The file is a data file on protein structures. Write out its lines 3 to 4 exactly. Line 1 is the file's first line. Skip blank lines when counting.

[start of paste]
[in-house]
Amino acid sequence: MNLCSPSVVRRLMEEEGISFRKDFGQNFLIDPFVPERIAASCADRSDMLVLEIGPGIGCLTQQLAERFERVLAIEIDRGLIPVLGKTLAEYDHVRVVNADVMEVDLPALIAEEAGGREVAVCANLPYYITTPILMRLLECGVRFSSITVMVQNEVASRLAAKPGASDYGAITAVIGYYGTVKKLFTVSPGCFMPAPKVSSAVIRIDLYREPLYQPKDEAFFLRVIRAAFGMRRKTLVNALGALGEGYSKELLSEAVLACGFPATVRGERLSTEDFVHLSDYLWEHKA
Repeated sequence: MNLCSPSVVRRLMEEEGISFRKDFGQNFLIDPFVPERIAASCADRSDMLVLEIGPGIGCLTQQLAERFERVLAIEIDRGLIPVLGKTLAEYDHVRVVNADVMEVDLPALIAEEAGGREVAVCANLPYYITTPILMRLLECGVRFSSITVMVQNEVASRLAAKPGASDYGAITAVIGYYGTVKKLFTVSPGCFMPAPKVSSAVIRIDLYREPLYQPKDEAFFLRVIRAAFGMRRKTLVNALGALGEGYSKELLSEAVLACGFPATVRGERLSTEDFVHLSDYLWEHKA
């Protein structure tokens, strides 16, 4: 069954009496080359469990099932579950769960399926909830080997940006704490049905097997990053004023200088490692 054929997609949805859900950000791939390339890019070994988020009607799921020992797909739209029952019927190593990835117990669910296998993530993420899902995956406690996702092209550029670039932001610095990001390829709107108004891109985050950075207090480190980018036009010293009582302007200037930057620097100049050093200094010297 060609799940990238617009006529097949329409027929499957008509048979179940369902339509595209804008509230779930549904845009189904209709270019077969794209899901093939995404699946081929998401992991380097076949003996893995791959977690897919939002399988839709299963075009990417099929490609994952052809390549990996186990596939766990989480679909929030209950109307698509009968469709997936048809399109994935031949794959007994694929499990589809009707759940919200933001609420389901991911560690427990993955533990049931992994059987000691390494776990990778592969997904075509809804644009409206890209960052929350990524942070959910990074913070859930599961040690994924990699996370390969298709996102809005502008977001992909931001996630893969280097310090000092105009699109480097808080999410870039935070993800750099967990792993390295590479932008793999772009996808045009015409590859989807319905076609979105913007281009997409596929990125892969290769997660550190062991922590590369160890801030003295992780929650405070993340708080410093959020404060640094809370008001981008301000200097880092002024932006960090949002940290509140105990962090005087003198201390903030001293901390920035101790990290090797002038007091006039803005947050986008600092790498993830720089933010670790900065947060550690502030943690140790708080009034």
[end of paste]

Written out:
Repeated sequence: MNLCSPSVVRRLMEEEGISFRKDFGQNFLIDPFVPERIAASCADRSDMLVLEIGPGIGCLTQQLAERFERVLAIEIDRGLIPVLGKTLAEYDHVRVVNADVMEVDLPALIAEEAGGREVAVCANLPYYITTPILMRLLECGVRFSSITVMVQNEVASRLAAKPGASDYGAITAVIGYYGTVKKLFTVSPGCFMPAPKVSSAVIRIDLYREPLYQPKDEAFFLRVIRAAFGMRRKTLVNALGALGEGYSKELLSEAVLACGFPATVRGERLSTEDFVHLSDYLWEHKA
């Protein structure tokens, strides 16, 4: 069954009496080359469990099932579950769960399926909830080997940006704490049905097997990053004023200088490692 054929997609949805859900950000791939390339890019070994988020009607799921020992797909739209029952019927190593990835117990669910296998993530993420899902995956406690996702092209550029670039932001610095990001390829709107108004891109985050950075207090480190980018036009010293009582302007200037930057620097100049050093200094010297 060609799940990238617009006529097949329409027929499957008509048979179940369902339509595209804008509230779930549904845009189904209709270019077969794209899901093939995404699946081929998401992991380097076949003996893995791959977690897919939002399988839709299963075009990417099929490609994952052809390549990996186990596939766990989480679909929030209950109307698509009968469709997936048809399109994935031949794959007994694929499990589809009707759940919200933001609420389901991911560690427990993955533990049931992994059987000691390494776990990778592969997904075509809804644009409206890209960052929350990524942070959910990074913070859930599961040690994924990699996370390969298709996102809005502008977001992909931001996630893969280097310090000092105009699109480097808080999410870039935070993800750099967990792993390295590479932008793999772009996808045009015409590859989807319905076609979105913007281009997409596929990125892969290769997660550190062991922590590369160890801030003295992780929650405070993340708080410093959020404060640094809370008001981008301000200097880092002024932006960090949002940290509140105990962090005087003198201390903030001293901390920035101790990290090797002038007091006039803005947050986008600092790498993830720089933010670790900065947060550690502030943690140790708080009034």